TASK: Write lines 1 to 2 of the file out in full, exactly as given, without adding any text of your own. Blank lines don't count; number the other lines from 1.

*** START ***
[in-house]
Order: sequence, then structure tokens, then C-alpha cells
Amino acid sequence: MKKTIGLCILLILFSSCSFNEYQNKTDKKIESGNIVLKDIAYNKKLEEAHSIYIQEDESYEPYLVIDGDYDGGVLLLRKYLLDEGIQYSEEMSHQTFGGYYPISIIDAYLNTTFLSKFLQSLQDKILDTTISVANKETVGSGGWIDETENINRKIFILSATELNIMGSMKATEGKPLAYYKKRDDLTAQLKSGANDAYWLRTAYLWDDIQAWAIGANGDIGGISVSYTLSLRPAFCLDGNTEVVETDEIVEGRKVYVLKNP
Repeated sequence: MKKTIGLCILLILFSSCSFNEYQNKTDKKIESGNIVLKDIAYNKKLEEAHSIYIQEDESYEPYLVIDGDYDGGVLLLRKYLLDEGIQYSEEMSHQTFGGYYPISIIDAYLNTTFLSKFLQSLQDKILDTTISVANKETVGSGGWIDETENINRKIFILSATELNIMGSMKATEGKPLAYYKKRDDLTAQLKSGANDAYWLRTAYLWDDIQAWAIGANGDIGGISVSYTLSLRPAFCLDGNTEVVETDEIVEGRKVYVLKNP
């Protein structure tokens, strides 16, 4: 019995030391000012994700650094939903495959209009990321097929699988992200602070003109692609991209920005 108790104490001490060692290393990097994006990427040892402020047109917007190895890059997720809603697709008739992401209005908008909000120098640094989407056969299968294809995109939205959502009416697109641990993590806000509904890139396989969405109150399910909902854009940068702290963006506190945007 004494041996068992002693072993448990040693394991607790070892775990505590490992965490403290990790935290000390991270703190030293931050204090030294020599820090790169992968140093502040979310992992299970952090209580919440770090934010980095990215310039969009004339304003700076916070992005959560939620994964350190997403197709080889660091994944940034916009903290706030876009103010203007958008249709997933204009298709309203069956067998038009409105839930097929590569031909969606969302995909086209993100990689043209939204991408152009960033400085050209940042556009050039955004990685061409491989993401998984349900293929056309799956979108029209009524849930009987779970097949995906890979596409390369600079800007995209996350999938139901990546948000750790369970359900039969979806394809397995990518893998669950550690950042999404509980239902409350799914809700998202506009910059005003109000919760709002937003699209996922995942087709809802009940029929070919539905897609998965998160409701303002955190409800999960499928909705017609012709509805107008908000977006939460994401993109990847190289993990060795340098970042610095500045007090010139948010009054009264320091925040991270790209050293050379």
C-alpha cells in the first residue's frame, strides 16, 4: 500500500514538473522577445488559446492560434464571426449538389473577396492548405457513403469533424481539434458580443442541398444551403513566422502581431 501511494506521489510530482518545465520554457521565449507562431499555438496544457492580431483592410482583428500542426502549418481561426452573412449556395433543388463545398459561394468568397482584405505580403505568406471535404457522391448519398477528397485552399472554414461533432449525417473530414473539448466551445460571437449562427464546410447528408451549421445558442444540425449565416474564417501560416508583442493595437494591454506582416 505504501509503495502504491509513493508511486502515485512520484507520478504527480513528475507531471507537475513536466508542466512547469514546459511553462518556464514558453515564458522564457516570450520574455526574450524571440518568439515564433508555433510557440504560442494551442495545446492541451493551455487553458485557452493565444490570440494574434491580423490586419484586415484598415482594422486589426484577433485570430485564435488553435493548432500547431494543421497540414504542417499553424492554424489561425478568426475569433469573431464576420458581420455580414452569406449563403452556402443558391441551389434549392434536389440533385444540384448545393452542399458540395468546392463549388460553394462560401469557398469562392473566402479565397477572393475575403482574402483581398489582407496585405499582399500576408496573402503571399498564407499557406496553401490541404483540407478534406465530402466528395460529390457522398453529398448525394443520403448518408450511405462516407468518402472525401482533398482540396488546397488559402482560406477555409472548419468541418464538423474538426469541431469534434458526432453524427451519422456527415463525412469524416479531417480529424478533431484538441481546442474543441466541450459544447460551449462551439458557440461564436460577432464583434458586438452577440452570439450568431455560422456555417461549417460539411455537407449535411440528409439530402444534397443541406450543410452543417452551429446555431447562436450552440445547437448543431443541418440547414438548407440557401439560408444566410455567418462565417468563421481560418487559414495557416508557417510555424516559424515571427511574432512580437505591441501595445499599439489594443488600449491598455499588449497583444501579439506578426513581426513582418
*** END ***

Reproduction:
[in-house]
Order: sequence, then structure tokens, then C-alpha cells